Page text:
Re: Schema design and attribute for ontology identification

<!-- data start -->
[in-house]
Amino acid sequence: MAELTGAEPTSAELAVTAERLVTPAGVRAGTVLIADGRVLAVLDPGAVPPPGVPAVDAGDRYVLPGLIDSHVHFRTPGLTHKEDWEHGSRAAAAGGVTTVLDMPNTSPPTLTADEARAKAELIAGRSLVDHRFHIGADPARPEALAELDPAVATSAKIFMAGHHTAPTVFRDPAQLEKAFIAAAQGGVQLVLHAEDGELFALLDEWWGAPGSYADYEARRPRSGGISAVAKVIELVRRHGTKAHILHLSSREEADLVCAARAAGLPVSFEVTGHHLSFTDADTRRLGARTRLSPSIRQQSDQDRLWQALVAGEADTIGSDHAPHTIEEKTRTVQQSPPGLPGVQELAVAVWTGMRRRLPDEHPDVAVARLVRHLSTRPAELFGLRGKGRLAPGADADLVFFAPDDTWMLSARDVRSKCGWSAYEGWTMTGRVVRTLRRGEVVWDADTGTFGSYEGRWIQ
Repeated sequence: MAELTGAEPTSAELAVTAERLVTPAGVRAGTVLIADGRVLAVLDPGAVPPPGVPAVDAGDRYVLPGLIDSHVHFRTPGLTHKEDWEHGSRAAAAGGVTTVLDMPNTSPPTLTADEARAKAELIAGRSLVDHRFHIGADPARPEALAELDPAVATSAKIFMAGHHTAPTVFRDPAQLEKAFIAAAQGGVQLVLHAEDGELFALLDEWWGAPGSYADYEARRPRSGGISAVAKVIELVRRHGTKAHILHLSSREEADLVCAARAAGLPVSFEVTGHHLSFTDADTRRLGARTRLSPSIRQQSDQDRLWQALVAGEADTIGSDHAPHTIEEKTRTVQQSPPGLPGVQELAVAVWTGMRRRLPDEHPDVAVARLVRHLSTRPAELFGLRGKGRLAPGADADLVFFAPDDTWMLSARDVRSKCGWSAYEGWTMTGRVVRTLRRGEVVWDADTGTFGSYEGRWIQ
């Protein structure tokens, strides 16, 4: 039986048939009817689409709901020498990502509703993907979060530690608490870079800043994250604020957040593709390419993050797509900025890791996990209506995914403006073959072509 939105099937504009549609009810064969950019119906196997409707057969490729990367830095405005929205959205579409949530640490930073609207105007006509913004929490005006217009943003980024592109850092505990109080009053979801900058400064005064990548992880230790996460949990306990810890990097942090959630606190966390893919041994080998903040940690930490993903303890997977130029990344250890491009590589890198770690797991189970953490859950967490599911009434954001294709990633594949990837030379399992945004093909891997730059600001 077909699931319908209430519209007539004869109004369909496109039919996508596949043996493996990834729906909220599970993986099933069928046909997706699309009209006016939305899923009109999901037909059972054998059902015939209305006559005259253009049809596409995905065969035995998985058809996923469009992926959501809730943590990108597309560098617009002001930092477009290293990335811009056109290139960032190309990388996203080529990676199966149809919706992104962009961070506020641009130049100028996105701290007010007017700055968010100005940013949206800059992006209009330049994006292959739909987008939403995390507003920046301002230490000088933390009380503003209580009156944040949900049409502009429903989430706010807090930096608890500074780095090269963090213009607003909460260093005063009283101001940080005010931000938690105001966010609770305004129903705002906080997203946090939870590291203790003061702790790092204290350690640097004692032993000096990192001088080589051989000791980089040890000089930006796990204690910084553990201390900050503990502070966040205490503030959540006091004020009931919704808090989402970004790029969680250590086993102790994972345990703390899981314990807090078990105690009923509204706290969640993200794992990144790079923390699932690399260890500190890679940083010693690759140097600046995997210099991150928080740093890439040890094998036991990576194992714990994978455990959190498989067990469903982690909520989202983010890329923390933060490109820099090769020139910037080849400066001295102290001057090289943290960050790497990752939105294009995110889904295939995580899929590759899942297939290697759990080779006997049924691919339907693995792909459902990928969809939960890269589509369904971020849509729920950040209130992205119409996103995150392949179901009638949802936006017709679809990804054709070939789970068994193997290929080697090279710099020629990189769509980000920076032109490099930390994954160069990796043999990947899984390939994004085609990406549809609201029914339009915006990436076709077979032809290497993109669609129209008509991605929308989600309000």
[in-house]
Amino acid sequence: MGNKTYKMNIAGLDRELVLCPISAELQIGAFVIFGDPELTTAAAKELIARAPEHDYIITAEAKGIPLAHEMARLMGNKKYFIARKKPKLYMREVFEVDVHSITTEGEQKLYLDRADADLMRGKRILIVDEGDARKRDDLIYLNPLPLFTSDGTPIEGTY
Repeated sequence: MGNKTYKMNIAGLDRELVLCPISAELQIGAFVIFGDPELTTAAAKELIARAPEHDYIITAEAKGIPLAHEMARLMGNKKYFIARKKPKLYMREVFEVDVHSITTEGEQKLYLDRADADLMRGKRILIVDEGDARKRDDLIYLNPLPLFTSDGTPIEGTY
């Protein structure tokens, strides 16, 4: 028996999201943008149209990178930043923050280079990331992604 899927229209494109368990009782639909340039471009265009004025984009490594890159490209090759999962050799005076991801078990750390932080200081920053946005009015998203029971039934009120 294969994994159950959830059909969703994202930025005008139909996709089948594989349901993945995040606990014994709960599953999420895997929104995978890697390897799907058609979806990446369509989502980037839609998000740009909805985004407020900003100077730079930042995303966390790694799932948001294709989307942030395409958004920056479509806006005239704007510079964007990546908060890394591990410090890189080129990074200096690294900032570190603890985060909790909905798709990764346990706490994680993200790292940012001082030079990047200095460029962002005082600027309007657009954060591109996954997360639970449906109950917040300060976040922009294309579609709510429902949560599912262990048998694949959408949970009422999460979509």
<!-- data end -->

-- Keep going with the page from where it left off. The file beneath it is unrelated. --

You might look into GRDDL, see http://www.w3.org/2004/01/rdxh/spec#intro one purpose of GRDDL is to represent the relation of XML to ontological definitions. See also the use case at http://www.w3.org/TR/2007/NOTE-grddl-scenarios-20070406/#header_use_case Felix Dowling, Nora M. wrote: > You might want to check out Dublin Core Metadata Initiative (DCMI) > http://dublincore.org/about/ to possibly reuse DCMI types for > identifying sources. > > -----Original Message----- > From: Alexander Johannesen [mailto:alexander.johannesen@g...] > Sent: Thursday, November 08, 2007 11:50 PM > To: XML Developers List > Subject: Schema design and attribute for ontology > identification > > Hi all, > > I'm creating a very simple pipeline schema as a basis for various > SOA/ROA development projects, and I've been pondering a number of > things in this process, especially what the best way is to identify > that a certain sub-tree of an XML belongs to a certain ontology (an > ontology here is loosely defined as a vocabulary, and not as a schema > per se). Now before we head down namespaces let's make it clear that > this is not about mixed content model but about identification. I've > pondered different ways to do it (In all these examples I've use URI's > as the identifier, but they might be uid's of any kind, of course) ; > > <container xmlns="http://some.ontology"> ... </container> > > Namespaces here feels wrong to me as the content of the <container> > may not even have a schema (yet). It's up to applications to deal with > content they know about, and I'm not sure I want to a) imply namespace > handling in all our tools pr. default, and b) most of our tools will > use simple but application specific XML and I don't see the benefits > to forcing everyone to also do schema work for mostly non-validating > reasons. > > <container id="http://some.ontology"> ... </container> > <container oid="http://some.ontology"> ... </container> > > The plain @id clashes with xml:id for me, and a great number of tools > will assume that's what they are. And that's not necessarily wrong. > The @oid seems quite non-descript yet workable. Perhaps call the > attribute @ontology or something similar? > > Further to this is the notion that a container of XML contains data of > some kind, ala ; > > <container type="http://some.ontology"> ... </container> > > Or one can pull an RDF (introducing namespaces where we might not want > them) ; > > <container rdf:about="http://some.ontology"> ... </container> > > Or Topic Maps (again, introducing namespaces where we might not want > them) ; > > <container xtm:psi="http://some.ontology"> ... </container> > > Thoughts? What do you people do these days to identify that a sub-tree > belongs to some notion that isn't necessarily another schema? > > > Alex >
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